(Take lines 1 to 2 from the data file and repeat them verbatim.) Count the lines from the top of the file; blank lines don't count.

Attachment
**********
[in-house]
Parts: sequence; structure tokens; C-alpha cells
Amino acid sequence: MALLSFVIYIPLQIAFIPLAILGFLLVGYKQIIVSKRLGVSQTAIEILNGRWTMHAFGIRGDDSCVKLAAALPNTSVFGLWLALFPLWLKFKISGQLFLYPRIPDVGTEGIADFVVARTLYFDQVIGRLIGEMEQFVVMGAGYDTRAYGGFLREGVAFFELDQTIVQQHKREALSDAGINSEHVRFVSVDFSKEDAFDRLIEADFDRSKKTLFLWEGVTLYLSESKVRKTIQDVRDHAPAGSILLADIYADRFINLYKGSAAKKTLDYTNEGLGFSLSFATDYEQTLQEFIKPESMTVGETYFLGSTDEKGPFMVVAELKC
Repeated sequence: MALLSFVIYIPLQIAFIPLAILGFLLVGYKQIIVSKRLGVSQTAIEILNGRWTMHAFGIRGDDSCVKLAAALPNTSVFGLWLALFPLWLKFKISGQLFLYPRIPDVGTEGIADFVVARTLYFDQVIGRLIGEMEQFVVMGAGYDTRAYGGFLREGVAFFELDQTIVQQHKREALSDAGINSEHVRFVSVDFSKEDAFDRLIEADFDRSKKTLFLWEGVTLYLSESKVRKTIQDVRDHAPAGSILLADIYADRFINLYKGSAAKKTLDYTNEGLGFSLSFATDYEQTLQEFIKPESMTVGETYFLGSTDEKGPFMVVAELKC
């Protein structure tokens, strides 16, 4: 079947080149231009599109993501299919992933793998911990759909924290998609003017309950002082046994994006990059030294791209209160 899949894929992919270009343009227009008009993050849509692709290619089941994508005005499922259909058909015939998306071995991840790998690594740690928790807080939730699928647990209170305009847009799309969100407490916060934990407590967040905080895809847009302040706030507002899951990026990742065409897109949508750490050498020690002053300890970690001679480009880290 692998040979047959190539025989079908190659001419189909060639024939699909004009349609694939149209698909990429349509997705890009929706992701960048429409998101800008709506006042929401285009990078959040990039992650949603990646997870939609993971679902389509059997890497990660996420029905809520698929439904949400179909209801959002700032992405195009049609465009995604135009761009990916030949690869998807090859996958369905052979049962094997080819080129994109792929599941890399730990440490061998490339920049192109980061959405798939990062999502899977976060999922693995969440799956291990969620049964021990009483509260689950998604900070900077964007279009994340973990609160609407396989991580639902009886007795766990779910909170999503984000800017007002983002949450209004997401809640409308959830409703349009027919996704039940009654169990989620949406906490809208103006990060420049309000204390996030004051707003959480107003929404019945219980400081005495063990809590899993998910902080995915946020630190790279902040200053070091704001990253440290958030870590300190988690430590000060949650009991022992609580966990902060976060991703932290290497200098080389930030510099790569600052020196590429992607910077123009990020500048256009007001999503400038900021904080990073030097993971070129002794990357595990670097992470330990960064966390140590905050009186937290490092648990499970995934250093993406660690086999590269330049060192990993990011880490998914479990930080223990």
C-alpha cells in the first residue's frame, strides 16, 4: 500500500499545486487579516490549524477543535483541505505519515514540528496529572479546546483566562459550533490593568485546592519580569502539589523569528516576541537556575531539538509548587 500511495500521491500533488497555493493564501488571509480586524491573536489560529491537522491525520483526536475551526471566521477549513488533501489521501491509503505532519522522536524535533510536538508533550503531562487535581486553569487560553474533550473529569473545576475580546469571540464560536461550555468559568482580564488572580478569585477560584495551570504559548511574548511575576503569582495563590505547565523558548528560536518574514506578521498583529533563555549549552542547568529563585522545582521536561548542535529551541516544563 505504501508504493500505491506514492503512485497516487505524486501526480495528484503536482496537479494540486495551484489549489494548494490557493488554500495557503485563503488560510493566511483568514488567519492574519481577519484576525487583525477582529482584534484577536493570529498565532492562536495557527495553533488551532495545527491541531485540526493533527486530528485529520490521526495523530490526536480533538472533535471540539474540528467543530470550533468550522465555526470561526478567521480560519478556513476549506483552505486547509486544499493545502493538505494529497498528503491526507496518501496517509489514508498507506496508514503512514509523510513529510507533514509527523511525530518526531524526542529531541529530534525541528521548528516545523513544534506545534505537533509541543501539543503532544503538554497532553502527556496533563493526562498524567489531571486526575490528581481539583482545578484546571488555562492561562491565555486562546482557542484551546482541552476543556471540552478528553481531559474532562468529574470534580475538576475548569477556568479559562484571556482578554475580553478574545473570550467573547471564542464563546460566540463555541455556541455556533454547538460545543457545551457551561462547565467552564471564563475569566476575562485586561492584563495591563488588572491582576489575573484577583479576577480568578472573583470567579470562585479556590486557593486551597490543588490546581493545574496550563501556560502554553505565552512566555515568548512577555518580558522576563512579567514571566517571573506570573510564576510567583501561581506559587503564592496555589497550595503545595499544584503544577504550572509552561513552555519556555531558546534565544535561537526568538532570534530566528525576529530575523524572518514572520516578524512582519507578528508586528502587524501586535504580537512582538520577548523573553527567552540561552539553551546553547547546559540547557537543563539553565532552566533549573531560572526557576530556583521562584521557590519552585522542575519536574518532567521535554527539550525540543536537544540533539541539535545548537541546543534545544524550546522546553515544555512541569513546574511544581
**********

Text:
[in-house]
Parts: sequence; structure tokens; C-alpha cells